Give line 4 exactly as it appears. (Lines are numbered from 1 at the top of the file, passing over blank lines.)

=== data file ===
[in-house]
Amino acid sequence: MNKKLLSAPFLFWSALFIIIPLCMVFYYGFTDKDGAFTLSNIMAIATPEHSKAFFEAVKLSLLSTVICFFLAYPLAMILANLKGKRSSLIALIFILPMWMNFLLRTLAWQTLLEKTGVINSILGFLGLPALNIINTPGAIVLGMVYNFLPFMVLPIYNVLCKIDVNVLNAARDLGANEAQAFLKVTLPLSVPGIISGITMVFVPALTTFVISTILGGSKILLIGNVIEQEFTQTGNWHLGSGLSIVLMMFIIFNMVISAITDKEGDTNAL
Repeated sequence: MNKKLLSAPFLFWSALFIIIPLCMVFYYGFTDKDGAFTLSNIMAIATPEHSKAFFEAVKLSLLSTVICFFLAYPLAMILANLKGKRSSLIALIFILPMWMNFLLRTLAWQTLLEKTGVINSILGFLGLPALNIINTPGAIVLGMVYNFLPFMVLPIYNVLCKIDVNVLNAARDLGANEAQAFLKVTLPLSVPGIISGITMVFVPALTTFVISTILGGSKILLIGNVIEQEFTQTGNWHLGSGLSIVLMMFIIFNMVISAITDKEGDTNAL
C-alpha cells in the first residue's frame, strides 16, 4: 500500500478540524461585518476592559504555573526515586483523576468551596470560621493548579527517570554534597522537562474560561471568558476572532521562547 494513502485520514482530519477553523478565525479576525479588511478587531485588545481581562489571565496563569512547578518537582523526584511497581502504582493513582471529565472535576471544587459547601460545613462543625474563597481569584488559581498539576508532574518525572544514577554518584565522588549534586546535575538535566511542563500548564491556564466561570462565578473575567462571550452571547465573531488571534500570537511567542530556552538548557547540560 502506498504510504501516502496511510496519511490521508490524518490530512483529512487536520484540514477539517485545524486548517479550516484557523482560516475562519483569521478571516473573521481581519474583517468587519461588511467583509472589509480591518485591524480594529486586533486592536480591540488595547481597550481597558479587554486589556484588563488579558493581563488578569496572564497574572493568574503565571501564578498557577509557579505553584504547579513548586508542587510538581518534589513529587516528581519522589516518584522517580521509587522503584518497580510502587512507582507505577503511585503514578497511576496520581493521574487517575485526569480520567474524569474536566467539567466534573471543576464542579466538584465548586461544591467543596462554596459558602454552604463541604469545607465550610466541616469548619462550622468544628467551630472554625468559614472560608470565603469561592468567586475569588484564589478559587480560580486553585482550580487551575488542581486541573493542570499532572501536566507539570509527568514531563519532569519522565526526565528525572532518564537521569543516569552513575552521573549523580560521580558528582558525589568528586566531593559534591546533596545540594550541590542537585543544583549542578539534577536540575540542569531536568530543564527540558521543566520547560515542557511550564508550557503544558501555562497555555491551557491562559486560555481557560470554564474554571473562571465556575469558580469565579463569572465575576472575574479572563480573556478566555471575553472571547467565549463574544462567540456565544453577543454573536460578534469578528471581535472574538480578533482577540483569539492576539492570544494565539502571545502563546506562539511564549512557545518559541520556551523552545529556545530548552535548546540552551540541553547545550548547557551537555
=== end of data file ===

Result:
C-alpha cells in the first residue's frame, strides 16, 4: 500500500478540524461585518476592559504555573526515586483523576468551596470560621493548579527517570554534597522537562474560561471568558476572532521562547 494513502485520514482530519477553523478565525479576525479588511478587531485588545481581562489571565496563569512547578518537582523526584511497581502504582493513582471529565472535576471544587459547601460545613462543625474563597481569584488559581498539576508532574518525572544514577554518584565522588549534586546535575538535566511542563500548564491556564466561570462565578473575567462571550452571547465573531488571534500570537511567542530556552538548557547540560 502506498504510504501516502496511510496519511490521508490524518490530512483529512487536520484540514477539517485545524486548517479550516484557523482560516475562519483569521478571516473573521481581519474583517468587519461588511467583509472589509480591518485591524480594529486586533486592536480591540488595547481597550481597558479587554486589556484588563488579558493581563488578569496572564497574572493568574503565571501564578498557577509557579505553584504547579513548586508542587510538581518534589513529587516528581519522589516518584522517580521509587522503584518497580510502587512507582507505577503511585503514578497511576496520581493521574487517575485526569480520567474524569474536566467539567466534573471543576464542579466538584465548586461544591467543596462554596459558602454552604463541604469545607465550610466541616469548619462550622468544628467551630472554625468559614472560608470565603469561592468567586475569588484564589478559587480560580486553585482550580487551575488542581486541573493542570499532572501536566507539570509527568514531563519532569519522565526526565528525572532518564537521569543516569552513575552521573549523580560521580558528582558525589568528586566531593559534591546533596545540594550541590542537585543544583549542578539534577536540575540542569531536568530543564527540558521543566520547560515542557511550564508550557503544558501555562497555555491551557491562559486560555481557560470554564474554571473562571465556575469558580469565579463569572465575576472575574479572563480573556478566555471575553472571547467565549463574544462567540456565544453577543454573536460578534469578528471581535472574538480578533482577540483569539492576539492570544494565539502571545502563546506562539511564549512557545518559541520556551523552545529556545530548552535548546540552551540541553547545550548547557551537555